Alexis Santiago ready to cement his contender status against Erik Ruiz
Alexis Santiago is now more than six years into a professional career that, save for one brief lull, has continued on a steady ascent. Yet as the 118-pound fighter gets ready to pursue his 10th win a row, a world title opportunity still seems well off on the horizon.
If his coach has his way, though, Alexis Santiago (20-3-1, 8 KOs) will close the distance on that desired title shot with a lights-out performance Tuesday night against Erik Ruiz (15-4, 6 KOs) in the main event of a Premier Boxing Champions Toe-to-Toe Tuesdays card at Sam’s Town Live in Las Vegas (9 p.m. ET/6 p.m. PT).
“It’s taken some time, but [Santiago is] an improved counterpuncher, and he’s more grounded fundamentally,” says Ismael Salas, the legendary Cuban trainer who is in his second fight with Santiago. “I like the direction he’s going in.
“The better he performs, the closer we’ll be to a title shot.”
Santiago put on a championship-caliber performance in his first fight with Salas on October 14. Competing close to his Phoenix home in Glendale, Arizona, the 25-year-old dominated veteran Gustavo Molina over eight rounds, winning a convincing unanimous decision.
For this bout against Ruiz, Santiago returns to the city where he enjoyed significant early-career success. After making his pro debut in Phoenix in October 2009, “The Beaver” fought five consecutive times in Las Vegas, going 4-0-1.
Santiago has fond memories of those contests, and says he’s excited about getting the chance to display his skills once again in the Boxing Capital of the World.
“Returning to Vegas has been a goal of mine,” says Santiago, who prepped for this fight in Salas’ Las Vegas-based gym. “I’ve been in main-event fights plenty of times back at home in Arizona, but this will be my first time fighting in a main event there. My trainer says we have to do a really good job and look impressive to get closer to a world title. I’m pretty hyped about it.”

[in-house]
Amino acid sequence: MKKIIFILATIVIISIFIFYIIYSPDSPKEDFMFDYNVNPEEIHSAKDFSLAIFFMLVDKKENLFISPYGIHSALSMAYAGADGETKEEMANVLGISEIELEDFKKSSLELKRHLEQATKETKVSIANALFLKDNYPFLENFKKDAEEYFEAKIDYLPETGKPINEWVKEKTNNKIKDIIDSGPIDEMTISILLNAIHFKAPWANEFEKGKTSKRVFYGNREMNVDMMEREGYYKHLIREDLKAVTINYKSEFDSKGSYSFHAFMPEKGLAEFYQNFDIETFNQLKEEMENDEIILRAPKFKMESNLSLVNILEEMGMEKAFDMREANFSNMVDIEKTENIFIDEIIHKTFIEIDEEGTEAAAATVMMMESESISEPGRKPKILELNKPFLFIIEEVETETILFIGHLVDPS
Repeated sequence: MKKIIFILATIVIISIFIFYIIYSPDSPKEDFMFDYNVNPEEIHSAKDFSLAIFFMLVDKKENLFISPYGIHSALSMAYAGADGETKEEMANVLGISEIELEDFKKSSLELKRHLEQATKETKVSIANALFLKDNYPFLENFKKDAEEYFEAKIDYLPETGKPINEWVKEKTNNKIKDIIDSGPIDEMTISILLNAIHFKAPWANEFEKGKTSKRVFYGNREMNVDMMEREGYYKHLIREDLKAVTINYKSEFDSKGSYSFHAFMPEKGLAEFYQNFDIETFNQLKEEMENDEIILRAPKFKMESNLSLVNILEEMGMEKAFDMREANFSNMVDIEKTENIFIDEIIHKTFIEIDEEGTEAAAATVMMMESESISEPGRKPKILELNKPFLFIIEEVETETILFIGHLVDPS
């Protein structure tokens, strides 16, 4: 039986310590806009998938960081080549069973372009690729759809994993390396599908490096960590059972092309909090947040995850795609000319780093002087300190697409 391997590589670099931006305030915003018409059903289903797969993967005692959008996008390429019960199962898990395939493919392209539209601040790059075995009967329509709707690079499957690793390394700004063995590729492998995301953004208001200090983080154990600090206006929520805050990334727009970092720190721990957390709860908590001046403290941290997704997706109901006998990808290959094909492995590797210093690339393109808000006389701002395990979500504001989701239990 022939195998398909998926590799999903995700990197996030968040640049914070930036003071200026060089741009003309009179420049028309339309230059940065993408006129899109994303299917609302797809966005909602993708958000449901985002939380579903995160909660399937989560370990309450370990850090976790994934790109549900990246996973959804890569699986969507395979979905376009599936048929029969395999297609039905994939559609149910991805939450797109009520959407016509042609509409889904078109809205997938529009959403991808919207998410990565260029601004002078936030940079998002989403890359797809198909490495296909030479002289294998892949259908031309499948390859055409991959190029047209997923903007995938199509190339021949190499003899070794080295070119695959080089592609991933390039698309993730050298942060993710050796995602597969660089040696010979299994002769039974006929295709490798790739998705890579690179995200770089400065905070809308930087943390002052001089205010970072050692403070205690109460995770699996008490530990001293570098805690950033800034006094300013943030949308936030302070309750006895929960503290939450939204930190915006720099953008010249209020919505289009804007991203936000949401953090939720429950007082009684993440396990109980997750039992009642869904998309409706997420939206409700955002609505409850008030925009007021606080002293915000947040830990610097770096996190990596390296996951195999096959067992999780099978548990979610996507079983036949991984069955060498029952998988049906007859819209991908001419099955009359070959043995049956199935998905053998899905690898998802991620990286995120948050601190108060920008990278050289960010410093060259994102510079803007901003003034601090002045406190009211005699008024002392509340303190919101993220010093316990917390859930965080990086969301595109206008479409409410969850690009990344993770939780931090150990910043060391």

Prior to his current nine-fight winning streak that began in late 2012, Santiago endured a yearlong roller-coaster ride in which he split six fights from July 2011 to July 2012. Two of the defeats—to then-unbeaten opponents Randy Caballero and Roman Morales—were excusable, but the loss in between those was a controversial majority-decision setback to journeyman Evaristo Primero.
At the time, Santiago was 10-1-1, while Primero was 14-14-1, including 0-9-1 in his previous 10 outings.
“I still don’t know how they gave that win to him. I felt that I won pretty much all of the rounds easily,” Santiago says of the February 2012 bout, which was scored 77-75 twice for Primero and 76-76. “I think we were both shocked when they gave him that decision. If anything, he won maybe two rounds. I don’t even consider that fight a loss.”
At least the result didn’t have much effect on Santiago, who is 10-0-1 since. But in taking on Ruiz, Santiago will be facing one of his toughest challenges.
While Ruiz has just two victories in his last five fights, the 24-year-old Oxnard, California, resident went the distance in all five, which included three bouts against undefeated opponents. In fact, Ruiz, who most recently defeated Roy Tapia (then 11-0-2) in an eight-round split decision in November, has never been stopped in his career.
Salas says Ruiz “has a style that will complement” his fighter. For his part, Santiago plans to approach this fight like a chameleon, ready to adapt to whatever comes his way.
“I can box, I can punch or do a little bit of both in there with this guy,” Santiago says. “If I have to stay and brawl, I don’t mind going toe-to-toe with him. Whatever it takes, we’re prepared to go 10 rounds.”